A recent discovery has revealed that many retzuos — leather straps used for tefillin — currently on the market are pasul and cannot be used to fulfill the mitzvah of tefillin. The unfortunate discovery has affected sofrim and producers of tefillin throughout the world, as well as thousands of Jews who have purchased them in recent years.
“It’s a real scandal,” Rabbi Dovid Leib Greenfield, founder and director of the Vaad Mishmeres Stam, told Hamodia. “Many experts in the field suspected this problem for some time, but now that it has been proven and brought out in the open, we can work on correcting it.”
According to halachah l’Moshe miSinai, laws that were told to Moshe Rabbeinu at Har Sinai, tefillin straps must be black. The accepted way of producing this result is to paint and sponge a type of dye directly onto the animal hide from which the strap is made. It is then coated with a layer of polish, giving the straps their shiny appearance. The process is a difficult one and must be done with great care, as well as with the intention that it is being done for the sake of producing kosher tefillin. This obviously adds significantly to the cost of production, which, as consumers know, is already quite high.
The falsified straps were produced with regular hides. However, their black shiny look was the result of a strip of plastic adhered using either heat or glue.
Within the last week, several of Gedolei HaRabbanim in Eretz Yisrael, including those of the Eidah Hachareidis and Hagaon Harav Nissim Karelitz, shlita, issued statements declaring the straps unarguably pasul, unfit for use.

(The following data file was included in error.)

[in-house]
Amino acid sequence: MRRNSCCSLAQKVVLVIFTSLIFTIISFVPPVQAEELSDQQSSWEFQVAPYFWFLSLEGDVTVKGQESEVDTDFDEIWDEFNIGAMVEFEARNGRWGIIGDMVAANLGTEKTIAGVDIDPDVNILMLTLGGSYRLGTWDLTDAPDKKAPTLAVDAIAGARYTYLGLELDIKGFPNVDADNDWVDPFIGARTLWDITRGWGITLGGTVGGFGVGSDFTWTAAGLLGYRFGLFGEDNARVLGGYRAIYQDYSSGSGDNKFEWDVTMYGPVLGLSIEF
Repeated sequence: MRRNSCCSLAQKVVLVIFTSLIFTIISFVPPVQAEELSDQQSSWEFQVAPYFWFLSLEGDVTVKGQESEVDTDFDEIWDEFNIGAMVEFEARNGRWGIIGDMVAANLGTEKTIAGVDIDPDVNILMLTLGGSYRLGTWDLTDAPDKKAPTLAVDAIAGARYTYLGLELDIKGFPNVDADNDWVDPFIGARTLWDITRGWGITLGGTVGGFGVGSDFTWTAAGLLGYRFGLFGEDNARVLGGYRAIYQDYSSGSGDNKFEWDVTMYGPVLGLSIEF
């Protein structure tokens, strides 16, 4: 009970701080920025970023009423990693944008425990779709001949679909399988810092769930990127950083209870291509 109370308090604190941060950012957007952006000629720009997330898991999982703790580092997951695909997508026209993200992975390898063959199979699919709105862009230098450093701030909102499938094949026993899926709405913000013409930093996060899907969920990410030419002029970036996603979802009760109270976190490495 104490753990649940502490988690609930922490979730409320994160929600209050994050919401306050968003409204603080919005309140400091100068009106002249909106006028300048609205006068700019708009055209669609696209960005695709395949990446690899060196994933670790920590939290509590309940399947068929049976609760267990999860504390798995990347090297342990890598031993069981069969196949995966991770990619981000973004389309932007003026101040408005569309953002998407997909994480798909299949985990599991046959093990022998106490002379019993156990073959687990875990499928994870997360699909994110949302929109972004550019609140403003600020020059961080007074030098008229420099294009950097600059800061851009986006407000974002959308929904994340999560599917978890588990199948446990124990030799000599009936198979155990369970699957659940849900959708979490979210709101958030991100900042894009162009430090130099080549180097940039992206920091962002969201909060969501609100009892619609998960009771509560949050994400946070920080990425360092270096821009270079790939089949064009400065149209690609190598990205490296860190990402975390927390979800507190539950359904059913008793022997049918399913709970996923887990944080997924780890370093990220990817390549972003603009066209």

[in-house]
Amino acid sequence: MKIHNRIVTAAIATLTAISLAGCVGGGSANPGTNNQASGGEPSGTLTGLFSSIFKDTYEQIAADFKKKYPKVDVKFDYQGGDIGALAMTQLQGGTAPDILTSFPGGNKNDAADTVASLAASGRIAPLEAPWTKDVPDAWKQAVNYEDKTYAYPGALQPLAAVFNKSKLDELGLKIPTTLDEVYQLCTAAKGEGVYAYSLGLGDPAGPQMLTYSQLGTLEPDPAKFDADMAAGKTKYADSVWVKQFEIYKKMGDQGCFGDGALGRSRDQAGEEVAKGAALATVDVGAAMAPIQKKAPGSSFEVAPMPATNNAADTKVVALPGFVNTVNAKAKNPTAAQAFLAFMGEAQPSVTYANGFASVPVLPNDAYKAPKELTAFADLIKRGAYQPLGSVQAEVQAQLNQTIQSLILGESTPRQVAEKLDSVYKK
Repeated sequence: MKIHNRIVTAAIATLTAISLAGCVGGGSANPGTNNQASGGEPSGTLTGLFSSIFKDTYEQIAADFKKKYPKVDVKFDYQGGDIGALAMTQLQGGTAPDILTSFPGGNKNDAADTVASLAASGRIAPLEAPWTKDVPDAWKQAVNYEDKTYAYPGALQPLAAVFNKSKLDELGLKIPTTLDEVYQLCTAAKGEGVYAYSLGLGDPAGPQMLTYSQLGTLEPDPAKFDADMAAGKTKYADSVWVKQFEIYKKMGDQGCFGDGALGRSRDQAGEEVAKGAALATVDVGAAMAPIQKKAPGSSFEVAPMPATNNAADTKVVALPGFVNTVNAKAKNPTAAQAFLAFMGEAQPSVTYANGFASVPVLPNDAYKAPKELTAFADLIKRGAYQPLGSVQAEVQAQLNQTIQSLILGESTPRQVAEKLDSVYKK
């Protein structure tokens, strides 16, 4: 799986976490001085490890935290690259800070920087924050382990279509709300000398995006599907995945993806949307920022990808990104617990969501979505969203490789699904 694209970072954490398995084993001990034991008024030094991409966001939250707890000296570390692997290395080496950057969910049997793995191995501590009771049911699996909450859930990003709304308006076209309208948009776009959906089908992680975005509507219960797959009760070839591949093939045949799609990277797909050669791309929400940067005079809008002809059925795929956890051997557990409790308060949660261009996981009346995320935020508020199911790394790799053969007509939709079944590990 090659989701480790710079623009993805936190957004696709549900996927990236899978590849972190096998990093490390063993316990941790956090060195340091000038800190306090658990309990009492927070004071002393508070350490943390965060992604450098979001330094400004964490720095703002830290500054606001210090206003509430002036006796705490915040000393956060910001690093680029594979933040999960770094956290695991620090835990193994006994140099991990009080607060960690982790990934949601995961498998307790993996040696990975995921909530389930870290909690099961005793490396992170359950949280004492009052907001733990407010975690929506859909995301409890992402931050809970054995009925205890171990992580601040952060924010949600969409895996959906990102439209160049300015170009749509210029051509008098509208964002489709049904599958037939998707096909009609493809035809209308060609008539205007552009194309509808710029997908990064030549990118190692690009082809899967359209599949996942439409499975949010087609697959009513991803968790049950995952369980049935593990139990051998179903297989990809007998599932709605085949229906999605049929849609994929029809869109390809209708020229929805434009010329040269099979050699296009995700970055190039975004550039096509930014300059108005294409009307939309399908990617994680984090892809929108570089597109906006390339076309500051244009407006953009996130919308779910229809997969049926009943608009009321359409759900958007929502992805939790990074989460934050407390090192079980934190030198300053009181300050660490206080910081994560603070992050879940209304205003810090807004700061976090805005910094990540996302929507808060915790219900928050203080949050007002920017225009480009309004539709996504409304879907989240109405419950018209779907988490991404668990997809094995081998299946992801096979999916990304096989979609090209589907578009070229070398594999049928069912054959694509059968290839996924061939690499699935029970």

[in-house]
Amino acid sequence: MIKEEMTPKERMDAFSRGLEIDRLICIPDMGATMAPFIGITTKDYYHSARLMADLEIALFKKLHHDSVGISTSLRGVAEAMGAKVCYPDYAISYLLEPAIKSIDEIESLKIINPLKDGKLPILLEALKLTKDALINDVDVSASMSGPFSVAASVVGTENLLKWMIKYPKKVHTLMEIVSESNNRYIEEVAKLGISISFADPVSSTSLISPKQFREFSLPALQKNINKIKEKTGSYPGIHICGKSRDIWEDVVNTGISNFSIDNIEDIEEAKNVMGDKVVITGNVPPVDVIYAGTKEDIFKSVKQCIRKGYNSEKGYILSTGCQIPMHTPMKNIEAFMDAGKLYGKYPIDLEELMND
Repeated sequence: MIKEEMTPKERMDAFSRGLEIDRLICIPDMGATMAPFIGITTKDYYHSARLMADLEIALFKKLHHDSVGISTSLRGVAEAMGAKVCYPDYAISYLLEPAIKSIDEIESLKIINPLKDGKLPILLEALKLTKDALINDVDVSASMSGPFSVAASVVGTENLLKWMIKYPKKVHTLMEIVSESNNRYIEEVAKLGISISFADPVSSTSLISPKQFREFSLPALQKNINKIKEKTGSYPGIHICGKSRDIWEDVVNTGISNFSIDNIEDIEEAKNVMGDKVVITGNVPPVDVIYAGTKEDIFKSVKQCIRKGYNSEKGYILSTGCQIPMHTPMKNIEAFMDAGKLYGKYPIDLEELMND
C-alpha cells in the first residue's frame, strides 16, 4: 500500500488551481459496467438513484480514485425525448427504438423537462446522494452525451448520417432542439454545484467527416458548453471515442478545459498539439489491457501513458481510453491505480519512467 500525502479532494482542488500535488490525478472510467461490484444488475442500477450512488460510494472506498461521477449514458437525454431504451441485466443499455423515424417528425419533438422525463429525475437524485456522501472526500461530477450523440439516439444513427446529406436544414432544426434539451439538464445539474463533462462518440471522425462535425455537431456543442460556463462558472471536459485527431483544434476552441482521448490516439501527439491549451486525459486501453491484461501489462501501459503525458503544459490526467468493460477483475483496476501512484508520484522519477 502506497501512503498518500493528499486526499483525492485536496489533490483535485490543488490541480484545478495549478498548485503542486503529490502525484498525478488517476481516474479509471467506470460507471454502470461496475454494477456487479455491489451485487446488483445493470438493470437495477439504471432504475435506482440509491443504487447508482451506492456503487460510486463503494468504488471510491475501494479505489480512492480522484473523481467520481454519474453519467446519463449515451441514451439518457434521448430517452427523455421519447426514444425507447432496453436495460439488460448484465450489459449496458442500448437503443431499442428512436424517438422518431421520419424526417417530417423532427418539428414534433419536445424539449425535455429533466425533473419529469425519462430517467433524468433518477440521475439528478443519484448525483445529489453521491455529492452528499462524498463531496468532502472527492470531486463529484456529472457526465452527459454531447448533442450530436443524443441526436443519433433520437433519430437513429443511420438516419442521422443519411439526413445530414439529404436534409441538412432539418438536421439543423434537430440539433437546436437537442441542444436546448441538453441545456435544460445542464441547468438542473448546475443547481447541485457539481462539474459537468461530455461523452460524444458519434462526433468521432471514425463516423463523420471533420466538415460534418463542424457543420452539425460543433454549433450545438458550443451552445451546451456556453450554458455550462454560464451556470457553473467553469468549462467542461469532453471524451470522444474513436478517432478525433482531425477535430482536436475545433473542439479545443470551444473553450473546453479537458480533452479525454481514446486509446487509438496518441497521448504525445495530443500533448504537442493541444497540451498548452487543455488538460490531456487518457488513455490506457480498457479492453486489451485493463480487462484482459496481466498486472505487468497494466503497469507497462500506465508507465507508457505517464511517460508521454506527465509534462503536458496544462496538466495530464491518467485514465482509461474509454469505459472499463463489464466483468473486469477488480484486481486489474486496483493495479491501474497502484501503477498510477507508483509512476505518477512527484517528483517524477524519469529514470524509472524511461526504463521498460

The various letters state two problems. First, in order to be halachically suitable, the straps themselves must be black, which is not accomplished by the attachment of a separate item. Secondly, the presence of a foreign body besides the hide and dye is also cited as a cause to declare them pasul.
The announcements left many providers and consumers worried as to the kashrus of their tefillin straps.
“I made a bar mitzvah a few months ago and when this story came out, the sofer who made my son’s tefillin called me and said that it’s impossible to know which ones are problems and that I should be sure to get my son’s checked,” said a Williamsburg resident who asked not to be named. “He told me that if it turns out that they are pasul, he will replace them with kosher ones for free. That’s an ehrlicher sofer.”
The revelation has also raised several questions about how the public can tell if their tefillin are kosher and which straps to be wary of.
“These retzuos look very shiny and thicker than usual, more like black electric tape,” said Rabbi Shimon Zeidie of Bais Habatim, a retailer in tefillin, speaking with Hamodia. “One of my customers was nervous and brought his tefillin to me. I looked them over and saw that they were definitely okay.”
Experts in Eretz Yisrael reported to Vaad Mishmeres Stam that the problematic straps have only been on the market for the past two to three years and that the public need not be concerned about tefillin purchased previous to that.
Rabbi Zeidie said that the best method of testing is to place the ends of the straps in boiling water for a few minutes. If a layer peels off, it is a strong sign that one’s strap might contain the plastic strip. However, this, too, is not a sure sign and the tefillin should be brought to a reliable halachic authority.
“People should try to trace where their retzuos came from and under whose hashgachah they were produced. If it was done under a reliable, top-quality hashgachah, they should be fine,” said Rabbi Greenfield, a pioneer in establishing proper supervision for the production of STAM (sifrei Torah, tefillin, and mezuzah) products. He recommended that those who could not identify the source or were unsure of the quality of supervision should have the straps checked. Efforts to place retzuos under hashgachah first began in 1984.
“One thing that this whole story shows is how important it is for people to be aware of the importance of looking into the hashgachah of STAM products,” he said. “When some people hear about a scandal like this they lose faith in the whole industry. It is a very sad thing that happened, but people have to know that there are many Rabbanim and dedicated askanim who are working to make sure that the tzibbur has tefillin they can rely on.”